Friday, August 2, 2013

Foreign Tongue

I was a bit of a hellion in high school. Shocking, right?! I was an outspoken, brash, mouthy, rebellious teen. I know, I haven't changed a whole heckuva lot in the past 30 years. And my rebel streak got me into a bit of trouble when it came to my grades. If I was truly interested in a subject, I got straight A's. If I couldn't care less, or if I didn't get along with the teacher, I lost any motivation in the subject, and would pull a D. It took me three attempts to pass Algebra, but my Journalism and English teachers loved me.

And then along came Señora Brewold.

Back in junior high I choose Spanish as my foreign language, and while I wasn't a great student, I managed to continue with the subject through high school. My motivation? If my sister and I kept at it, our parents would take us to Mexico (because my mother did NOT speak Spanish and needed a translator). So we did...and they did...and by the time we returned, I wasn't just speaking in Spanish, I was dreaming in Spanish.

My Spanish teacher in high school was a woman that someone long before me had nicknamed La Bruja Del Mar. The Sea Witch. Señora Brewold. I don't know why or how she got that nickname. But there was definitely something a little scary and tough about Señora Brewold. She wore sensible shoes and A-line skirts, and sometimes yelled & slammed things down on the counter to get your attention. Well, my attention. I just wasn't motivated. I'd rather sit and chat with my friends in English instead of learning Spanish. I just didn't care that much. Until the day that Señora Brewold made me stay after class, and told me that I had better get my shit together or she was going to eject me permanently from the classroom (which meant no trip to Mexico).

I was insolent, rebellious, mouthy. I had better things to do after school, like hang out with my boyfriend. I was not happy. I said some bad words. And she gave them right back. And more. I wasn't expecting that. She knew every word that I did, plus a slew of Spanish curse words that I didn't, and she wasn't afraid of using them on me.

Suddenly, I was impressed! She had my attention. I think I cocked my head to the side and realized that maybe I wanted to be in this classroom after all. By the end of our half hour shouting session, she had shown me that however badass I thought I was at 16, she'd been badass for at least 3 or 4 times that long. And that's how I found instant respect for La Bruja Del Mar. I stayed in her class. And I passed that class. I was totally motivated, and ended up with a B instead of a D. Years later, she was the one teacher from high school that came to my wedding.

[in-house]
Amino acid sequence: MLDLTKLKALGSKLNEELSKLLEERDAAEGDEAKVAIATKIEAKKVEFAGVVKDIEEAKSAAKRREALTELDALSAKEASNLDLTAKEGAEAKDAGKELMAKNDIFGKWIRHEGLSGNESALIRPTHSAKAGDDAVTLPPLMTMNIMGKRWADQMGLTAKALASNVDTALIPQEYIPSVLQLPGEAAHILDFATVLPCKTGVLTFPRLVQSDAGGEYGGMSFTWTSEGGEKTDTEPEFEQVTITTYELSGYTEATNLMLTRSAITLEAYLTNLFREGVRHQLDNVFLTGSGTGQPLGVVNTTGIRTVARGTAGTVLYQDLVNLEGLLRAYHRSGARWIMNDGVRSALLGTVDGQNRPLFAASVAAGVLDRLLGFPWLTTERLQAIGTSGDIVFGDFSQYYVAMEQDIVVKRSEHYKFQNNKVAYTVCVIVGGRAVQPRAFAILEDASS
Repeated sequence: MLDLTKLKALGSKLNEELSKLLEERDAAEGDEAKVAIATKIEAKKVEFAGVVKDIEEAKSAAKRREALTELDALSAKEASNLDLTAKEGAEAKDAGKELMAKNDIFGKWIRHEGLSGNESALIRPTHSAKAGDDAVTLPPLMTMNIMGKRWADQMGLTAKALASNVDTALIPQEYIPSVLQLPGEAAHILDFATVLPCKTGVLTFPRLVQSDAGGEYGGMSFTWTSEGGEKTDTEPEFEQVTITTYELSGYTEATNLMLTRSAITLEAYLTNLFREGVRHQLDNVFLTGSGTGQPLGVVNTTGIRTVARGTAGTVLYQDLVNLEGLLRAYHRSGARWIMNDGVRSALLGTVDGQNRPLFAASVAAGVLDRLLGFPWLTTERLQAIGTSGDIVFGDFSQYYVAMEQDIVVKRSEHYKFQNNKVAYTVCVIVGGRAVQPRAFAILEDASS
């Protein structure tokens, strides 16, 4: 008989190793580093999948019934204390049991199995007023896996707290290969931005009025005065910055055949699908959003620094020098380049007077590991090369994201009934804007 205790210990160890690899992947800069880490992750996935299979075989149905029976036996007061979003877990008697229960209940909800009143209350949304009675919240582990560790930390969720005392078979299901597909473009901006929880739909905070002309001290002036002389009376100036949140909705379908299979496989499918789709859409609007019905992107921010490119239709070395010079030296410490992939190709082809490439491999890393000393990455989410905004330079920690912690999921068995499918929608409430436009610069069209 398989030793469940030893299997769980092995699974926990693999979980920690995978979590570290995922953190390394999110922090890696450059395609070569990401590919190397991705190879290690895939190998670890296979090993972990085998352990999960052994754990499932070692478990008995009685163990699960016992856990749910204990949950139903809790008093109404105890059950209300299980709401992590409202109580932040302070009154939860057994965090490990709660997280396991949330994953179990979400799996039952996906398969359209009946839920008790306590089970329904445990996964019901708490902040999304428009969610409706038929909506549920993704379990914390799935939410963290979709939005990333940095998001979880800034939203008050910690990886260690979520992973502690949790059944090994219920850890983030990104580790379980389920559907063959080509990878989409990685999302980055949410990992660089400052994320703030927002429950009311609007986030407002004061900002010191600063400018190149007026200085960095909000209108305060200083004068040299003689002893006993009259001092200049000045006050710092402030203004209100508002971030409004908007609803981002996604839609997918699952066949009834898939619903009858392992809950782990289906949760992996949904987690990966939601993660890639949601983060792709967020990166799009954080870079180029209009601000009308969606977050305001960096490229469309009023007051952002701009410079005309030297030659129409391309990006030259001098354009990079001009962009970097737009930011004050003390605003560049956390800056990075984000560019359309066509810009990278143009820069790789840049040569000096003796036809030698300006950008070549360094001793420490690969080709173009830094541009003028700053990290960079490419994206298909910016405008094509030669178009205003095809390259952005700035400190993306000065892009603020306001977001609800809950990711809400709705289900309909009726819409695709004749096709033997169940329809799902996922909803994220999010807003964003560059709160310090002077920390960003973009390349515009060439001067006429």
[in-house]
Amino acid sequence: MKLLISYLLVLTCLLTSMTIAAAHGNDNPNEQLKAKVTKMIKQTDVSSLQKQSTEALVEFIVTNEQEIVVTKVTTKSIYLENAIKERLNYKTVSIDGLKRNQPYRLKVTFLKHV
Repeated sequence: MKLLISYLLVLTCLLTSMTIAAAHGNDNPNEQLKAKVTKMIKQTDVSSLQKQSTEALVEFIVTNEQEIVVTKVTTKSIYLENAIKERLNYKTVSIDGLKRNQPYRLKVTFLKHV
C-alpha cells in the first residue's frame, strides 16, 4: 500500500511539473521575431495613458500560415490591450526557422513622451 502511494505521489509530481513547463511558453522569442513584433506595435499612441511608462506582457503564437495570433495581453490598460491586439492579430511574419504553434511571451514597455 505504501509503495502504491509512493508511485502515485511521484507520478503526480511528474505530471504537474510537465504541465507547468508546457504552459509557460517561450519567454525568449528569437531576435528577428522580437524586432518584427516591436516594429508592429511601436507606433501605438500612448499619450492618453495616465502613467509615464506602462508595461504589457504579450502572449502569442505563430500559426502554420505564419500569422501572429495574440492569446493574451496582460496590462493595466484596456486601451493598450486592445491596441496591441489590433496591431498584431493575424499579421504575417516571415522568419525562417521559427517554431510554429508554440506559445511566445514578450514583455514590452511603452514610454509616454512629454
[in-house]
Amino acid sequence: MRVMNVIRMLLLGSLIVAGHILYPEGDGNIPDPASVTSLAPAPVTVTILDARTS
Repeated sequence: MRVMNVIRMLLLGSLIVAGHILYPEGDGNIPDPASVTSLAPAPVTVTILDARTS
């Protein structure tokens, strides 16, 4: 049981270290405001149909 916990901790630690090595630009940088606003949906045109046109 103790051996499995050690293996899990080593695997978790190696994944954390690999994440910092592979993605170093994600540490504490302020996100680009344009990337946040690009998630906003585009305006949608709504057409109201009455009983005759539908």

This 4th of July I went home, and bumped into Señora Brewold at the parade. We talked animatedly for a half hour and laughed all over again about our blow out, and how she conjugated the word chingar for me. I 'll save you the trouble of looking it up. It's the F word. In Spanish. I love that woman.

By the time I graduated from high school, I was hungry to learn more foreign language. So I switched to French for a few years. The day after I received my bachelor's degree, I flew to the Greek Isles and spent the summer learning Greek. I'm told I speak Greek like a country bumpkin from the south. I've got a heavy, southern Cretan drawl. Which makes sense, because that's where I learned it...from a beautiful, young Greek boyfriend from a small village on the southern tip of Crete who didn't speak much English.

For over a decade, I went to Europe every other year, spending 6 to 8 weeks traveling through the Netherlands, Germany, Denmark, Hungary, France, Spain, Italy, Greece and Turkey. In every one of those countries I tried to learn as much of the language that I could, and tried my hardest to mimic their accents.